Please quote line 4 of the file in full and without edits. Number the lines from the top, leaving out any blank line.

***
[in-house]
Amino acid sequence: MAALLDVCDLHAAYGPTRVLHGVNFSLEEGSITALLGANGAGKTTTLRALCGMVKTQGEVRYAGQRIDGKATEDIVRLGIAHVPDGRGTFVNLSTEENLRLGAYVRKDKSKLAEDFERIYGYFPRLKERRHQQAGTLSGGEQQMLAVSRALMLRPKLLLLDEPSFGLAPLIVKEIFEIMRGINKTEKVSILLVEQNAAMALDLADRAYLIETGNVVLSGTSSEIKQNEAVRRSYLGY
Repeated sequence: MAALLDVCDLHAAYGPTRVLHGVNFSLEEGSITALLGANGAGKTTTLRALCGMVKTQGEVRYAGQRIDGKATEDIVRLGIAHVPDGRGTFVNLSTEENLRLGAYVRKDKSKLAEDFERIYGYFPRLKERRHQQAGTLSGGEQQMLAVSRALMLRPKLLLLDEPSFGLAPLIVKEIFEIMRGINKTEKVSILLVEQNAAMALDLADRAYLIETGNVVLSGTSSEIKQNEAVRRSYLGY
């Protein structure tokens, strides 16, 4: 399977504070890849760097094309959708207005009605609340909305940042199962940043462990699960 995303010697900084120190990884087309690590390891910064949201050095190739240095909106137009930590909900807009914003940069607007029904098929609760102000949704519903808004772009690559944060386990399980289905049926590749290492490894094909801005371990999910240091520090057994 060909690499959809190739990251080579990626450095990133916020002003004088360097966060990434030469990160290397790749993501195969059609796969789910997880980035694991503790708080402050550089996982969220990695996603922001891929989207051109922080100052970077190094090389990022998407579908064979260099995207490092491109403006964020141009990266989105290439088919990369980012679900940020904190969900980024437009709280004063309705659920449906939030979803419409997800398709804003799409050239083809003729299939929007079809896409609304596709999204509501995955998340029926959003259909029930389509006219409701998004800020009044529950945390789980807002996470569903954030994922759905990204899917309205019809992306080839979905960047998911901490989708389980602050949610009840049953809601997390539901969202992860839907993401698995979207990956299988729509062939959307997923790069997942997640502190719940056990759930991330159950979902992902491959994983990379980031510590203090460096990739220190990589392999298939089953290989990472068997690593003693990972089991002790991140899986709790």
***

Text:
């Protein structure tokens, strides 16, 4: 399977504070890849760097094309959708207005009605609340909305940042199962940043462990699960 995303010697900084120190990884087309690590390891910064949201050095190739240095909106137009930590909900807009914003940069607007029904098929609760102000949704519903808004772009690559944060386990399980289905049926590749290492490894094909801005371990999910240091520090057994 060909690499959809190739990251080579990626450095990133916020002003004088360097966060990434030469990160290397790749993501195969059609796969789910997880980035694991503790708080402050550089996982969220990695996603922001891929989207051109922080100052970077190094090389990022998407579908064979260099995207490092491109403006964020141009990266989105290439088919990369980012679900940020904190969900980024437009709280004063309705659920449906939030979803419409997800398709804003799409050239083809003729299939929007079809896409609304596709999204509501995955998340029926959003259909029930389509006219409701998004800020009044529950945390789980807002996470569903954030994922759905990204899917309205019809992306080839979905960047998911901490989708389980602050949610009840049953809601997390539901969202992860839907993401698995979207990956299988729509062939959307997923790069997942997640502190719940056990759930991330159950979902992902491959994983990379980031510590203090460096990739220190990589392999298939089953290989990472068997690593003693990972089991002790991140899986709790």